With a growing number of people reaching for their mobiles to do their banking, it is no secret that change is afoot. As the world’s banks undergo digital transformations to stay relevant, Banorte, one of Mexico’s largest banks, is going one step further by setting out its ambition to become the number one in digital banking by 2023, explains COO and CFO Rafael Arana de la Garza.
Originally trained as a mechanical engineer, Rafael decided early on that his passion laid in teaching, leading him to head up the Master of Business Administration and executive programs at one of Mexico’s top business schools, IPADE.
But when a friend invited him to leave the world of teaching behind and embark on a new career in banking, he decided to take the plunge. Taking on a role at Bital, Rafael worked his way through a variety of leadership functions including operations, branch management, risk and analytics.
In 2002, when the bank was acquired by HSBC, he became Head of Personal Financial Services and also acted as Deputy CEO. Additionally, he was appointed Head of Personal Financial Services for Latin America and the Caribbean.
Rafael then went on to lead the Consumer Credit Business for Emerging Markets on a global basis from 2006 to 2008. He then decided to return to teaching. But as his non-compete period drew to an end, he found himself presented with a number of job offers. One of these was from Banorte, asking him to come on board as CFO.
“That was the only part of the banking process that I had never experienced so I decided to join Banorte to see what it was all about. I had a lot of issues with CFOs in the past, so I really wanted to step into those shoes and find out what it really means to be a CFO,” he tells The CEO Magazine.
Somewhat unexpectedly, he found the position came very naturally to him, building on his experience in other areas. Then, seven years ago, he expanded his responsibilities by taking on the role of COO as well to help elevate Banorte to the next level. The financial services group, once a regional bank in the north of Mexico, had set a new target of becoming the “best bank in Mexico”.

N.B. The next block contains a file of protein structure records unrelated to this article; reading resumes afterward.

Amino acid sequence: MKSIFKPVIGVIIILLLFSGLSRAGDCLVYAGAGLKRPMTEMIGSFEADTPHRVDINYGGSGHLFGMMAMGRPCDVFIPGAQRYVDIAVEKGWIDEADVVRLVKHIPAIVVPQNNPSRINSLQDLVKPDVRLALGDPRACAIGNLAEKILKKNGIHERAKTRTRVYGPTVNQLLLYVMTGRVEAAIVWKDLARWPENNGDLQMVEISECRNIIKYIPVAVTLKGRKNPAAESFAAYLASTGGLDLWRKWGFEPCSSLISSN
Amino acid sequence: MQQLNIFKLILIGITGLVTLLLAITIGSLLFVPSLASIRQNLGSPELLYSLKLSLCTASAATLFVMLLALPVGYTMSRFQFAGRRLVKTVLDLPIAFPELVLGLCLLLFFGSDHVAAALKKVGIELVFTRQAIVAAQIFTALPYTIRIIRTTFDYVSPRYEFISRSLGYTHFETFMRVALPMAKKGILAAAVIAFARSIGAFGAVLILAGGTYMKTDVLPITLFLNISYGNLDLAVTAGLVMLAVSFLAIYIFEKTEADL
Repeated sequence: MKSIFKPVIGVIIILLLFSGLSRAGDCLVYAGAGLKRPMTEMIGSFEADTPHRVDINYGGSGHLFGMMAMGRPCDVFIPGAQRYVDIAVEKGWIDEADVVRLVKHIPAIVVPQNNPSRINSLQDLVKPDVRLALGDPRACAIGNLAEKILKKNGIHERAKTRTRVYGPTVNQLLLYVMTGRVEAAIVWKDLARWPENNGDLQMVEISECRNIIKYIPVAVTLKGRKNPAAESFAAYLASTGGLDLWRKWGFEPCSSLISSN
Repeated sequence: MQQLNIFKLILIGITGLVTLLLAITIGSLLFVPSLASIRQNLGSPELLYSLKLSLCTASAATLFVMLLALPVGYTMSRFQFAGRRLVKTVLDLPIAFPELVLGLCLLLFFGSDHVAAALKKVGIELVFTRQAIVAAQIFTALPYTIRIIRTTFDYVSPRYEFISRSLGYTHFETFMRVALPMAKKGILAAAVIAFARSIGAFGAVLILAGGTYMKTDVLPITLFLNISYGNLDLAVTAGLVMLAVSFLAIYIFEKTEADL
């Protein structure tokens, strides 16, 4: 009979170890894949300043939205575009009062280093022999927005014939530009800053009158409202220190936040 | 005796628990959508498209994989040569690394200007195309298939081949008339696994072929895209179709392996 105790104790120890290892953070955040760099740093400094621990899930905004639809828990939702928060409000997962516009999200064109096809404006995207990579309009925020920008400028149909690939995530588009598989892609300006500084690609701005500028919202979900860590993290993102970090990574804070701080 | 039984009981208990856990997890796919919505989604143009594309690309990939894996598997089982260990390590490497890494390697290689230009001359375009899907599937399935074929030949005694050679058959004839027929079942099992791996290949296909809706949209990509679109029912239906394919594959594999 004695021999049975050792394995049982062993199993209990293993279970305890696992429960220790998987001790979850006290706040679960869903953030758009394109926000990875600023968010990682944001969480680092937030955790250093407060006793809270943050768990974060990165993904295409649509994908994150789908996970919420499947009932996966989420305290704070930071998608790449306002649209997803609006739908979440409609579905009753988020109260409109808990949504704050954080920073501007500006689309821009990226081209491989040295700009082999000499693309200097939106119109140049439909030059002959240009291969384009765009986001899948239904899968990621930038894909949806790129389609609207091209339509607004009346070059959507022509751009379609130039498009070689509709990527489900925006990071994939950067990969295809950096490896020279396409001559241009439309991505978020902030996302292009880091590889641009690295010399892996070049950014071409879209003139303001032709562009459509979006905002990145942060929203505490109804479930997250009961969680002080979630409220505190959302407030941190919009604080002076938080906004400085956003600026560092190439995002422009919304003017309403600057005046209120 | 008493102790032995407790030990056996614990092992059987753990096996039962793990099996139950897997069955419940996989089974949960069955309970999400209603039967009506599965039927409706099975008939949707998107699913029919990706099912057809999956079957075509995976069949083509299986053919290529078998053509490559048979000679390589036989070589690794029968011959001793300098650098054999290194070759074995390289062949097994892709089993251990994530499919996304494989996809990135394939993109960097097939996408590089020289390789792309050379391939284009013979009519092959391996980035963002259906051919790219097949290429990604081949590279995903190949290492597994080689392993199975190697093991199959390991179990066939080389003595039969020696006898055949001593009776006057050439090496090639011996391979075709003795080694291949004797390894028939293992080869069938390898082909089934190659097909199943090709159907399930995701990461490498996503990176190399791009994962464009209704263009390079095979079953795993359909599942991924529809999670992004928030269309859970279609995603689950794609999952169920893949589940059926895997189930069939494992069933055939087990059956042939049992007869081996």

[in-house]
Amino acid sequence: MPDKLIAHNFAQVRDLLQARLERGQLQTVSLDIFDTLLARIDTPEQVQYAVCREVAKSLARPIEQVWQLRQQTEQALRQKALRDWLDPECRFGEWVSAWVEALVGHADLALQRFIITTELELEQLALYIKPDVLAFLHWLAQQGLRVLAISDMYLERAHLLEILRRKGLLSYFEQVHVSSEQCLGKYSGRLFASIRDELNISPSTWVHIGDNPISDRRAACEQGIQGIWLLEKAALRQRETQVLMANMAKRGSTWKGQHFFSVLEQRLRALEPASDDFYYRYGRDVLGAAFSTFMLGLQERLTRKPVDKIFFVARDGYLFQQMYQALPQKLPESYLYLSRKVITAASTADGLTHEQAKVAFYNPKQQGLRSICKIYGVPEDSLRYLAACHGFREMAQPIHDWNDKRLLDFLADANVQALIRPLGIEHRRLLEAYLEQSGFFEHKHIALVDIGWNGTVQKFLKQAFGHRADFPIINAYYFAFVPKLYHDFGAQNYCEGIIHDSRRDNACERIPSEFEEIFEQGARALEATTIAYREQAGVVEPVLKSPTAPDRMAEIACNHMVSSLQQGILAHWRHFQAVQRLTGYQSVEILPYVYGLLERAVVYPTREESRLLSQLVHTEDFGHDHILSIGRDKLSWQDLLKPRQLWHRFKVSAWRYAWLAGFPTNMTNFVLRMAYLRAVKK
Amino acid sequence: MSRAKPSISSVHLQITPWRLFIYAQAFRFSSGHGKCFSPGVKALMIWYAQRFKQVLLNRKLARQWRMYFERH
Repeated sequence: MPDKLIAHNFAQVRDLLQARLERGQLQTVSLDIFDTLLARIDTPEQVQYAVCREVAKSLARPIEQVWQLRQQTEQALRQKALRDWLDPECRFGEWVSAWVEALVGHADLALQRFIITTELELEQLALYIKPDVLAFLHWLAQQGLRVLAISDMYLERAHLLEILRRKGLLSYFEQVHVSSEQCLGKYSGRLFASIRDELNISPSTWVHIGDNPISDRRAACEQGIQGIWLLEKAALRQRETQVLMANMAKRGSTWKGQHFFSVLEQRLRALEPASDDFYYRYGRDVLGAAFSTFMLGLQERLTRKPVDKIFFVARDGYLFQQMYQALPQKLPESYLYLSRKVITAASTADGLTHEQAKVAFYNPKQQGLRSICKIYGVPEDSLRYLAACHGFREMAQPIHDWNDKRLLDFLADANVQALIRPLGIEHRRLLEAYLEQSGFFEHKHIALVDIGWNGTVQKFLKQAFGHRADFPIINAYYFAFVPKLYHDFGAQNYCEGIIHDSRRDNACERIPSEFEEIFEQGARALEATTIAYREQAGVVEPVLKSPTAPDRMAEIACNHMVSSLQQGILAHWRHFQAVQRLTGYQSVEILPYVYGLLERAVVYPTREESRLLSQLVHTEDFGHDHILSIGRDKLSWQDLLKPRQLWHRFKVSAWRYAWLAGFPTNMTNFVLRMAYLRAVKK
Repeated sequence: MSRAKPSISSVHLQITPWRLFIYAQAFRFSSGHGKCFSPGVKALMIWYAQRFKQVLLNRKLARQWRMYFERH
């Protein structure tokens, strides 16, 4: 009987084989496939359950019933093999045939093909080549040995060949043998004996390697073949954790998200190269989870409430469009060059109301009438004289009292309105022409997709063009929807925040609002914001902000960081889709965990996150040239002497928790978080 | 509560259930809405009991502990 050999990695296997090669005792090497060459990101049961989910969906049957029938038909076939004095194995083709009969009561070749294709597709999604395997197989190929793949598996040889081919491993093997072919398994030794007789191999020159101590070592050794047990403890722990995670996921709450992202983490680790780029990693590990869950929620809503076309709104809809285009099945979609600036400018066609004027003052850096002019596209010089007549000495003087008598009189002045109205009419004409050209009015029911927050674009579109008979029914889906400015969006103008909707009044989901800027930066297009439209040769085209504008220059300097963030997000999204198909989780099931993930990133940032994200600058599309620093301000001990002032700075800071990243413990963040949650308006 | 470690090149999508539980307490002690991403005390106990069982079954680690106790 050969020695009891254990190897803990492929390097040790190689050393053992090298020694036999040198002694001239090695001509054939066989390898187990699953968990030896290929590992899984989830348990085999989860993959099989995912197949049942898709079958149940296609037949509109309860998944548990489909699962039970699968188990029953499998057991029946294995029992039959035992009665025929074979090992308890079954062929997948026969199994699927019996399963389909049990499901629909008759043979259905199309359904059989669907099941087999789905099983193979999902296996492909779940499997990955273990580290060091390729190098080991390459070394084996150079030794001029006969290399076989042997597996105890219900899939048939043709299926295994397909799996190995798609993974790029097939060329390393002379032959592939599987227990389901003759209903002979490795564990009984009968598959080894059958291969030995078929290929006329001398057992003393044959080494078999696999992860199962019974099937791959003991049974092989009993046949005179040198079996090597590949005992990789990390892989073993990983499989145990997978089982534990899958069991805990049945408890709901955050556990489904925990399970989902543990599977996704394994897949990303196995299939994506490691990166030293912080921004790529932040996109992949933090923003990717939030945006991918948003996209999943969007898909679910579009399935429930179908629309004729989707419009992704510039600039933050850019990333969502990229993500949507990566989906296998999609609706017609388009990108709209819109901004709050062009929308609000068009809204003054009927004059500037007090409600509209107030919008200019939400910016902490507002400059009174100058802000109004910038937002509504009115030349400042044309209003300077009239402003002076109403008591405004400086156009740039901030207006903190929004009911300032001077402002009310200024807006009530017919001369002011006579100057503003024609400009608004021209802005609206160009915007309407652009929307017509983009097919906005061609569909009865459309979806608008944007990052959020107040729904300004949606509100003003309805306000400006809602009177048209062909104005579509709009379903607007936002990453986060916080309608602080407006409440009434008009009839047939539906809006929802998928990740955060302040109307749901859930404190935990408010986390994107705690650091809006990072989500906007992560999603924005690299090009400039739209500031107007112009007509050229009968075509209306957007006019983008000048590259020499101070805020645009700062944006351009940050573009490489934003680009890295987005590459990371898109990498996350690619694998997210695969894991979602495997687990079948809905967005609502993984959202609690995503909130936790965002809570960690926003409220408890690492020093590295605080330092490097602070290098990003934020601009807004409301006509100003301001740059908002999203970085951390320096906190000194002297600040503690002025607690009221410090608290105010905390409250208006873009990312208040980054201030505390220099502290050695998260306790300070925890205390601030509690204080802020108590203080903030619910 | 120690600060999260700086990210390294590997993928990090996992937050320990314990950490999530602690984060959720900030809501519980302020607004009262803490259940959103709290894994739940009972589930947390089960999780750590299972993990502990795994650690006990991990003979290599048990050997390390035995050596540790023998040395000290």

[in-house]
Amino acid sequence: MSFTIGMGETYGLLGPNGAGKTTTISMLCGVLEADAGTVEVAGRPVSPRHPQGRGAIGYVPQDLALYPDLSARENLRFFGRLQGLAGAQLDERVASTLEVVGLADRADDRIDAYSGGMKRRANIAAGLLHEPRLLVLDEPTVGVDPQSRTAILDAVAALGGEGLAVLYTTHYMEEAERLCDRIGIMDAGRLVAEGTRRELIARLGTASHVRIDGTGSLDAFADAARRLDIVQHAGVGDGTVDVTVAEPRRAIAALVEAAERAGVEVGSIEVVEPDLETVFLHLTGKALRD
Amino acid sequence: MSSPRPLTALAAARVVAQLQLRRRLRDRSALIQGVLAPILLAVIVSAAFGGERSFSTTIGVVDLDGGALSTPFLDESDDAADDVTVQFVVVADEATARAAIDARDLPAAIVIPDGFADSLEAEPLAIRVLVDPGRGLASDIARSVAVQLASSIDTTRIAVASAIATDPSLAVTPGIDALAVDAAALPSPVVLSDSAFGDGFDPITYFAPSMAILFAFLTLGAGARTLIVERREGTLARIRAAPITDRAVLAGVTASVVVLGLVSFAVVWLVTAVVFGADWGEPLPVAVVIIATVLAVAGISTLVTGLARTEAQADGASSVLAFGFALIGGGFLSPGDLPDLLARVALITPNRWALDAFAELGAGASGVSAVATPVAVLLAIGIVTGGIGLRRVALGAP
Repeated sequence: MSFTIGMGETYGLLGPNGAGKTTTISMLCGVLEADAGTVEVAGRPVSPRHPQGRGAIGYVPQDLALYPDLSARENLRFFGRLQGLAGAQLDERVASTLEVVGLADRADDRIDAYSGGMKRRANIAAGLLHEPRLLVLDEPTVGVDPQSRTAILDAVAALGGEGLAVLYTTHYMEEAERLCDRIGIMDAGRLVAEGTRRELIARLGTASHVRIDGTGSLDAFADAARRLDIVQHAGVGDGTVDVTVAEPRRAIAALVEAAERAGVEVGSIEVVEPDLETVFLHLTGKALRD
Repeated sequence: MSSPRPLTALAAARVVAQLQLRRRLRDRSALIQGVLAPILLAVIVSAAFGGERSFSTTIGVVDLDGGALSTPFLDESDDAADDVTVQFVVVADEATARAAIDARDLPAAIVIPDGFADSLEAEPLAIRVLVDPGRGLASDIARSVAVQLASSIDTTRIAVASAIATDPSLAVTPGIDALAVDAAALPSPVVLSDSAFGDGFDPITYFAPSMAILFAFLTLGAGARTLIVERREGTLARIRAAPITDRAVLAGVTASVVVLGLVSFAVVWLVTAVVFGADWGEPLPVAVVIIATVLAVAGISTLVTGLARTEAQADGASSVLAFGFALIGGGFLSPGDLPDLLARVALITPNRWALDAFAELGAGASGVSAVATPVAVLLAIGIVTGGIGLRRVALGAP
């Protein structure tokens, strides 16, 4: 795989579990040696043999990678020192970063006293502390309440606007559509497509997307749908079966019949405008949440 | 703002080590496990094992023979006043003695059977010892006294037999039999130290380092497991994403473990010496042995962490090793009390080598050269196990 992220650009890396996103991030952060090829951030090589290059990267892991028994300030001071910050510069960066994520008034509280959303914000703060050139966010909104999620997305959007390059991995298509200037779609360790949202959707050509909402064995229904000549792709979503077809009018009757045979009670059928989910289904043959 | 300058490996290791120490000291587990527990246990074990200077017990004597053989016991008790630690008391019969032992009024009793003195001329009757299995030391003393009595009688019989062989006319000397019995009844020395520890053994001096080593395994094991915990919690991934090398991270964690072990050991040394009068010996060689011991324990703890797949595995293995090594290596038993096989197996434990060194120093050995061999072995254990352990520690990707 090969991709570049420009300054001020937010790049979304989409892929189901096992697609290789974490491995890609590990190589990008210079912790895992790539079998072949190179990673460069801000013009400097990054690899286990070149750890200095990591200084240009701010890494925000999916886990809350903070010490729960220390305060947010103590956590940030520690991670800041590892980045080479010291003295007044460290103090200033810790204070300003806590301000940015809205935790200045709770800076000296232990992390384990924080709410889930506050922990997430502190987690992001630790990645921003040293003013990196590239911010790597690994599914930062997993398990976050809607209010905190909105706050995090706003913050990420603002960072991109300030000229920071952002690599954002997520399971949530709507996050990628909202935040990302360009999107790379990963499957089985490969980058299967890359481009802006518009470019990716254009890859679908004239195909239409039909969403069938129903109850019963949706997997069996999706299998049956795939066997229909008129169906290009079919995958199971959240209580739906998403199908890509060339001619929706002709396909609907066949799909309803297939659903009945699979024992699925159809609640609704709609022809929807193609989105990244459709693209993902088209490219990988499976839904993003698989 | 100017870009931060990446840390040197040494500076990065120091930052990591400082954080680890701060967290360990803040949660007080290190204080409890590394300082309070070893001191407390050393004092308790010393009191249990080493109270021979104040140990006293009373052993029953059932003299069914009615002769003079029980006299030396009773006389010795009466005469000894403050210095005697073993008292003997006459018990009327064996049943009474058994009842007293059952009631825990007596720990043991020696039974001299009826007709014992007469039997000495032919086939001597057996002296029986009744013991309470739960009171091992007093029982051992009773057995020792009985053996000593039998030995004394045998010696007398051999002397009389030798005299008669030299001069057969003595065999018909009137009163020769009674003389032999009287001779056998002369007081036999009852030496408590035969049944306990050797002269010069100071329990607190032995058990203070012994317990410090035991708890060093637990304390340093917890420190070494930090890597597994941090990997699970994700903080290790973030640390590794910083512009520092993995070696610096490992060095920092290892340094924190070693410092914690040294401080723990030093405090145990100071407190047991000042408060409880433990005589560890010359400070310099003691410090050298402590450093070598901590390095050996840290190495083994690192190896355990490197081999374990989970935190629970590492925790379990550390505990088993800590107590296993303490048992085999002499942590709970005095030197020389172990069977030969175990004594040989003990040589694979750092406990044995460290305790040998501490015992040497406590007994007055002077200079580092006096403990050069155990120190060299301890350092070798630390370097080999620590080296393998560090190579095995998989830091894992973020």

We’re moving into the digital world at such a speed that now only 3% of our transactions are run through the branches.
In 2015, it established a five-year plan that aimed to double profits and boost return on equity to 20% by 2020. At the time, the market was skeptical, Rafael recalls. “They couldn’t understand why we were committing to such a big increase when we were coming from a very low base,” he says.
“At that time, return on equity was below 14% and return on assets was just 1.6%, so the numbers were not in a good shape at all.” But the management team was confident it was well placed to hit these numbers.
“We knew that we had the right architecture, the right organization and the right talent at the bank – we just needed to guide them and let them flourish,” Rafael shares. It turns out that they were on the money and the bank hit its 2020 targets one year early.
“The market really appreciated that we delivered on what we had committed a year early – numbers that were not easy at all to achieve,” he says.
“It also created a sense within the organization that Banorte is capable of delivering on what it commits.” This culture is critical to the organization’s future success, according to Rafael.
“We can buy technology and we have the right culture so that technology is going to be put to good use pretty fast. If you don’t have the right culture, everything is going to fail.” To this end, Banorte now has a multidisciplinary and customer-centric team structure firmly in place, which helped the company easily adapt to the new working conditions created by the pandemic.
“The way we were working before the pandemic meant we were very flexible, which allowed us to continue working in a very efficient way and even to improve productivity,” he points out. The company has heavily invested in technology, setting it up for the accelerated adoption of digital as a consequence of the pandemic.
“Banorte was the result of many acquisitions and so it proved impossible to try and integrate all those pieces and make them work in a reasonable way,” Rafael admits. “So we started a long process to fully transform the IT base of the bank in order to streamline and automate processes.”
By implementing deep analytical tools into these new systems, Banorte can offer a more seamless experience to its customers. “All these investments basically flourished and clients started feeling much more comfortable in the digital space so everything moved in the right direction,” Rafael explains.
“We’re moving into the digital world at such a speed that now only 3% of our transactions are run through the branches.” So, what is next on the horizon for this ambitious financial services group?
“We have been keenly watching some of the fintech companies to see how they are evolving, which ones were successful and which ones weren’t,” Rafael reveals.
Recently, it has dipped its own toe in the water with a joint venture with super app Rappi. Under the new partnership, Rappi customers can request the RappiCard credit card via the Rappi app. The card offers cashback of up to 3%, zero annuity, up to 18 months interest free, 24/7 service and discounts of up to 50%.
“At the beginning of the pandemic, Rappi had 4.2 million clients. Now we are looking at 9.6 million clients, all of them fully digital, very experienced in the use of apps and very frequent users of apps,” Rafael says.
Moreover, Banorte is building “from scratch” a fully independent digital bank to be released this year. Its aim is to make it simpler for its customers to adopt a fully digital banking experience, although it will continue to provide more traditional products as well, Rafael explains. “We are convinced we can really be a different kind of bank.”
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